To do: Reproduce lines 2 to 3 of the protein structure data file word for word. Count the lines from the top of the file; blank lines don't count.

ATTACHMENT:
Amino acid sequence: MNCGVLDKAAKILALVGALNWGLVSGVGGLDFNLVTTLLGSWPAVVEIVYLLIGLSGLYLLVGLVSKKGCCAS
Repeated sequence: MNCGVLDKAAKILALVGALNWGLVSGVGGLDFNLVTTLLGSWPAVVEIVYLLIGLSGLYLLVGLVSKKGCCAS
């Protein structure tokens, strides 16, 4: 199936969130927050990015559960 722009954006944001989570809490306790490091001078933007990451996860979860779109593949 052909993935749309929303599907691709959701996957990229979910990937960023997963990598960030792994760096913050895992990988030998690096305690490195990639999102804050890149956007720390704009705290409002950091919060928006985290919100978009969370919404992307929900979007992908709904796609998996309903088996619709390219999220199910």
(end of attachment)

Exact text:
Repeated sequence: MNCGVLDKAAKILALVGALNWGLVSGVGGLDFNLVTTLLGSWPAVVEIVYLLIGLSGLYLLVGLVSKKGCCAS
């Protein structure tokens, strides 16, 4: 199936969130927050990015559960 722009954006944001989570809490306790490091001078933007990451996860979860779109593949 052909993935749309929303599907691709959701996957990229979910990937960023997963990598960030792994760096913050895992990988030998690096305690490195990639999102804050890149956007720390704009705290409002950091919060928006985290919100978009969370919404992307929900979007992908709904796609998996309903088996619709390219999220199910």